By Erik Allison

Abstract
While mobile games such as Candy Crush Saga and Clash of Clans cost nothing to download, these games frequently prompt players to use real money to purchase the games’ digital currency, in-game lives, or new levels of the game not available to free users. These free-to-play games with in-app purchases are also known as “freemium” games, because they provide a free game but charge money for premium content. The game developers behind free-to-play gaming have developed this concept around the idea that gamers do not want to risk an initial investment on a game that might not hold their interest, but are more willing to try a free game in which they may choose to invest more time and, possibly, money. Thus, game developers have created games that are initially appealing, allowing rewarding early play, but eventually become less and less rewarding. As the game becomes less rewarding, it persistently solicits the player to purchase items that enhance or speed up the gameplay to make it more rewarding. For example, when the player is out of resources, lives, or levels, the game might direct the user directly to the in-game store, which may be animated in the same way as the gameplay. The free-to-play game industry has found these methods extremely effective in eliciting purchases from adult players, but more concerning is their effect on the behaviors of children under the age of thirteen. While there is certainly some question about the ethics of these methods when used against adult players, the use of these methods in games marketed to children passes the line from unethical to illegal.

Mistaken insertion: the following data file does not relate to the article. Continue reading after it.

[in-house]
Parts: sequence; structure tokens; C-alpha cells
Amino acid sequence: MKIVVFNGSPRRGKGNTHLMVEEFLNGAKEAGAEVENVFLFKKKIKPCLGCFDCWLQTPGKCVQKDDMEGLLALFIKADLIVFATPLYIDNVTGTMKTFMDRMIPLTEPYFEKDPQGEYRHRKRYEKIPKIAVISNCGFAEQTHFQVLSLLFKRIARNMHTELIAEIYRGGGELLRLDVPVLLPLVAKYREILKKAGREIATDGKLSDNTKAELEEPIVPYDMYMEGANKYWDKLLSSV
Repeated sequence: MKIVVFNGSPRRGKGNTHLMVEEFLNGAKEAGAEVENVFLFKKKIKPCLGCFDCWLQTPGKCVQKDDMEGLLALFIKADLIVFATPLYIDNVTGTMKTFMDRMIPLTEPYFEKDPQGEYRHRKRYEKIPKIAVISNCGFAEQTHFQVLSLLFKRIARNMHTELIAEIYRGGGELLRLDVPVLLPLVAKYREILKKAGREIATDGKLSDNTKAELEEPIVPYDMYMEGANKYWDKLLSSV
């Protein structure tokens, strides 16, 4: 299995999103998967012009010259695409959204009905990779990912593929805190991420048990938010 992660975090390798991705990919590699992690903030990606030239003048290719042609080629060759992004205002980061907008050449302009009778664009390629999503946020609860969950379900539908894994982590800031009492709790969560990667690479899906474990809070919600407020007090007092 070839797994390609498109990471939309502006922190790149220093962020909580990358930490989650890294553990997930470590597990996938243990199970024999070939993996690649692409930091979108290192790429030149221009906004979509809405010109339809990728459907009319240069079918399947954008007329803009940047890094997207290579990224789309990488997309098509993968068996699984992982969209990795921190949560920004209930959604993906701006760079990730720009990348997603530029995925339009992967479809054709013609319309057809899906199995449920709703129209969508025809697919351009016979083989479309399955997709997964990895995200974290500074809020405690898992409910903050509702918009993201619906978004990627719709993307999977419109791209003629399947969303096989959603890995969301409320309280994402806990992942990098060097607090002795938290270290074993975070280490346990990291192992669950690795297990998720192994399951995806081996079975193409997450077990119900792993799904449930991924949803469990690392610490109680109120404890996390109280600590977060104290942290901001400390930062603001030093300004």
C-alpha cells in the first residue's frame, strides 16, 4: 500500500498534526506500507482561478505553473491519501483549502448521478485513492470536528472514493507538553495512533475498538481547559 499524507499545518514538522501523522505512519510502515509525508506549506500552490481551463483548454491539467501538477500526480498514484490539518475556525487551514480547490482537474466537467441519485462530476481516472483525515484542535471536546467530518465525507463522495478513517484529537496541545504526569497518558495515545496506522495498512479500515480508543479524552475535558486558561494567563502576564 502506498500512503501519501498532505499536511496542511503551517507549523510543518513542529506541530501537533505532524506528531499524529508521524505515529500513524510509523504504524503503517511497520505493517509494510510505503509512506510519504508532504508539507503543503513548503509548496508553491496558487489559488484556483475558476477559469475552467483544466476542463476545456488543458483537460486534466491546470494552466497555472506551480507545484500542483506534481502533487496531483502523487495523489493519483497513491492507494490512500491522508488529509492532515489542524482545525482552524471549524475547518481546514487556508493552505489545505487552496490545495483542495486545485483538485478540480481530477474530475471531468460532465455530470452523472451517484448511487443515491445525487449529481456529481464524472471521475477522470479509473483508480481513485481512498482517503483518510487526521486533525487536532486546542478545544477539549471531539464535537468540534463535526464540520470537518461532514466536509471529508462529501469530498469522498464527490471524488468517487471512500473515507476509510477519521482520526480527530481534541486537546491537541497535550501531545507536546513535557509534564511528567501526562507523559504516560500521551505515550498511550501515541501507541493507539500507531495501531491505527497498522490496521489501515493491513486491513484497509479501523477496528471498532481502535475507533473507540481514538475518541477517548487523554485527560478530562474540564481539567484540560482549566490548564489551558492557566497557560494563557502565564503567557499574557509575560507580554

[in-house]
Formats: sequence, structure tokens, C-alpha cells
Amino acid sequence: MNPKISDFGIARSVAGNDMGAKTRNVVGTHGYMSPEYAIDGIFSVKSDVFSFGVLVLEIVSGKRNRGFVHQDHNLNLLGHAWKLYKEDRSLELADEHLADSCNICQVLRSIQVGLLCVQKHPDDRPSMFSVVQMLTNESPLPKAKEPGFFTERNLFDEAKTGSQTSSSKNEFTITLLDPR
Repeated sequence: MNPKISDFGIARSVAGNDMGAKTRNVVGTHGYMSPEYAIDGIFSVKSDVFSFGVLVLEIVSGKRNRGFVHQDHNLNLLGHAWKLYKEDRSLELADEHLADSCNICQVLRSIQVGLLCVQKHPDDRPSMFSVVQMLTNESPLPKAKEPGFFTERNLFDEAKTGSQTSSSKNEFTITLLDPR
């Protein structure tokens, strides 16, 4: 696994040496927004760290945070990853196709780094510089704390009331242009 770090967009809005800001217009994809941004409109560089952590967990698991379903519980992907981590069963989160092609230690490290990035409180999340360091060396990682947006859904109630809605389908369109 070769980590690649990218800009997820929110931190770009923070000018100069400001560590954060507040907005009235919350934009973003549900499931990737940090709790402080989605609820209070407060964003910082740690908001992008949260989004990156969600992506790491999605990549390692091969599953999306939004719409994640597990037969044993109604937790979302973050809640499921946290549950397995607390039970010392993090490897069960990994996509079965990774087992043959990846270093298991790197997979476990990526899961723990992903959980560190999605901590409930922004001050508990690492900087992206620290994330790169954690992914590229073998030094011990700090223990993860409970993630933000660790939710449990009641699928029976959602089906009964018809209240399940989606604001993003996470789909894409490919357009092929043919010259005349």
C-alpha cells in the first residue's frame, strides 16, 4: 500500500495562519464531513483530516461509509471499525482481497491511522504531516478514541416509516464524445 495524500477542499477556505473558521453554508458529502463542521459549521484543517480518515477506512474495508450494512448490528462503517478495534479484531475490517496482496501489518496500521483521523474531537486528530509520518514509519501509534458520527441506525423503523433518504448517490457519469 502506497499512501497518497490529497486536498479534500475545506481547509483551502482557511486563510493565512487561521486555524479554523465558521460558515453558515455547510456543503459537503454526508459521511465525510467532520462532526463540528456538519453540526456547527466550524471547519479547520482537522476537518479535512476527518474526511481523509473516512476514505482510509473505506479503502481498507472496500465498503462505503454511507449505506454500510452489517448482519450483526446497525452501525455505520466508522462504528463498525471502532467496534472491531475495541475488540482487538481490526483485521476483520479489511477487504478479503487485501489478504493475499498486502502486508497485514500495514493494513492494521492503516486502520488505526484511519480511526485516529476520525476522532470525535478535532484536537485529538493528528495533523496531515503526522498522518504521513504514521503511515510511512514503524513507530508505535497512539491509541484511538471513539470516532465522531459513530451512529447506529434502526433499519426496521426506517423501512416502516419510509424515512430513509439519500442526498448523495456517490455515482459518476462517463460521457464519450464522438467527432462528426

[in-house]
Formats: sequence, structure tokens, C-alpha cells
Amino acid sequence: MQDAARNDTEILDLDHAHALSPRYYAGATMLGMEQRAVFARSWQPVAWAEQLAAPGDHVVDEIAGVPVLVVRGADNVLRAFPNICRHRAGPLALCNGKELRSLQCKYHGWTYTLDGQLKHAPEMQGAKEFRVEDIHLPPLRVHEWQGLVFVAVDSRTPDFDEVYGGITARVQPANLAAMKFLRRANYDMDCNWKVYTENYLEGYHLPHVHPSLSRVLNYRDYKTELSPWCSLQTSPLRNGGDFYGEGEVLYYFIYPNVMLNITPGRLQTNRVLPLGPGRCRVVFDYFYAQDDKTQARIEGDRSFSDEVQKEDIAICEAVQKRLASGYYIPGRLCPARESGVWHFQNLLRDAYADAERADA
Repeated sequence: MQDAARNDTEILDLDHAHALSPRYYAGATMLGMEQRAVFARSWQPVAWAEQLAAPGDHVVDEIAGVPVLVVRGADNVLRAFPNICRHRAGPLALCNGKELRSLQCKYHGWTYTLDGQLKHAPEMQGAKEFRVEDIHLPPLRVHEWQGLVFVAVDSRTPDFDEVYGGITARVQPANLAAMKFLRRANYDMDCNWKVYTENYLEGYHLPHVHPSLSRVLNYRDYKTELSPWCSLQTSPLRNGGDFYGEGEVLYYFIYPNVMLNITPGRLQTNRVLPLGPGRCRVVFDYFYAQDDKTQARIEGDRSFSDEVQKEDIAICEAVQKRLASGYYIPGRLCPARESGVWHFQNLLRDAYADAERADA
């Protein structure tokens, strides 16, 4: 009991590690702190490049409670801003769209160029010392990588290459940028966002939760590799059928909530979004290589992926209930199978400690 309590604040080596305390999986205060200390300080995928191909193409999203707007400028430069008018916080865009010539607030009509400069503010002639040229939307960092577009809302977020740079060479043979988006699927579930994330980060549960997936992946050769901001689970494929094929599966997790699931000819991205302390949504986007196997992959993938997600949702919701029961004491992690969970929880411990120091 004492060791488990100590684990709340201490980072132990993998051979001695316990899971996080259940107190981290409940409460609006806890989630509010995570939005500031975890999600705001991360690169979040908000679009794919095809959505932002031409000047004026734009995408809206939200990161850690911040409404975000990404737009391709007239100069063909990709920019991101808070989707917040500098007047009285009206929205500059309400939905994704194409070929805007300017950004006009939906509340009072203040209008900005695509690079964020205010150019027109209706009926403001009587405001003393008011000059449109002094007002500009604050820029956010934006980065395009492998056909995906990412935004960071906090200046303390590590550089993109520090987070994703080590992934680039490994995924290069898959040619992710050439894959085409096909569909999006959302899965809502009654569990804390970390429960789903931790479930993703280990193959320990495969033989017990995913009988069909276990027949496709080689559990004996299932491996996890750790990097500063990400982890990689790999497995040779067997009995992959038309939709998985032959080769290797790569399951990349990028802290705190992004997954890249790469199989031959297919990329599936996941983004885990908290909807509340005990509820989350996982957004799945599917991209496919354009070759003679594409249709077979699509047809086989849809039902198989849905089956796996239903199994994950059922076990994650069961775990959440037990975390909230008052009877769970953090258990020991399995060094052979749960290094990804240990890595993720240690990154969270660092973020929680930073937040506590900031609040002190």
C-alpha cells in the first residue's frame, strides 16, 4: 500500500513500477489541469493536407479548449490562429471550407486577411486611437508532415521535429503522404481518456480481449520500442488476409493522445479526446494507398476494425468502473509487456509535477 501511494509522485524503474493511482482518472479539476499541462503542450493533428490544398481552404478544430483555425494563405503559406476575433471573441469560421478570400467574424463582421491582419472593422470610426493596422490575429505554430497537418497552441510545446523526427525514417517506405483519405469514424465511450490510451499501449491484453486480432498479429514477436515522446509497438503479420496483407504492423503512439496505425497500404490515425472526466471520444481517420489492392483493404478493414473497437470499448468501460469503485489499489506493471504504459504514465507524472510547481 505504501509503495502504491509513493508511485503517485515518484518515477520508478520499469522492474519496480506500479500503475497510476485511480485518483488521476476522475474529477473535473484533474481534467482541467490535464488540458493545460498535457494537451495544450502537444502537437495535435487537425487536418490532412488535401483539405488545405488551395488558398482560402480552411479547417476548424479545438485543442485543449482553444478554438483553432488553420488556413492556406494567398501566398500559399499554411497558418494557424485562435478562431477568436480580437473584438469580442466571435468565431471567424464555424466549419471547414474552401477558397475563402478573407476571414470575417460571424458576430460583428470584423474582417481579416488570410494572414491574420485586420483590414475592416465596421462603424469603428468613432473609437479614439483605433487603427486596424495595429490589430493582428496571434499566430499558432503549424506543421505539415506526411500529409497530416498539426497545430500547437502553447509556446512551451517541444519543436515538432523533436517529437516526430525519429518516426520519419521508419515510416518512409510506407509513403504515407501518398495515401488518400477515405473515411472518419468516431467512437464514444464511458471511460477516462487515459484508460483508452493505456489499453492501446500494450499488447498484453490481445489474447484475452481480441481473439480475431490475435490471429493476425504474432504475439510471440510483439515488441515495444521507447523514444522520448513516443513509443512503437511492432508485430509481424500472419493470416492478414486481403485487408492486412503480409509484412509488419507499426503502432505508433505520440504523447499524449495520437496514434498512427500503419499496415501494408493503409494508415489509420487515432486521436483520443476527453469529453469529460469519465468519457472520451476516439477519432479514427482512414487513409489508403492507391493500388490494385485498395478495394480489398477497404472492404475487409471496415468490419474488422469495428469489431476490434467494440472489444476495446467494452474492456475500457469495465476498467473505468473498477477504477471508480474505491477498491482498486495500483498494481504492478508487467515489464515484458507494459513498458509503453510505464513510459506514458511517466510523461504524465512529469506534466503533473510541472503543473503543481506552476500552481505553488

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Recommended Citation
Erik Allison, The High Cost of Free-To-Play Games: Consumer protection in the New Digital Playground, 70 SMU L. Rev. 449 (2017)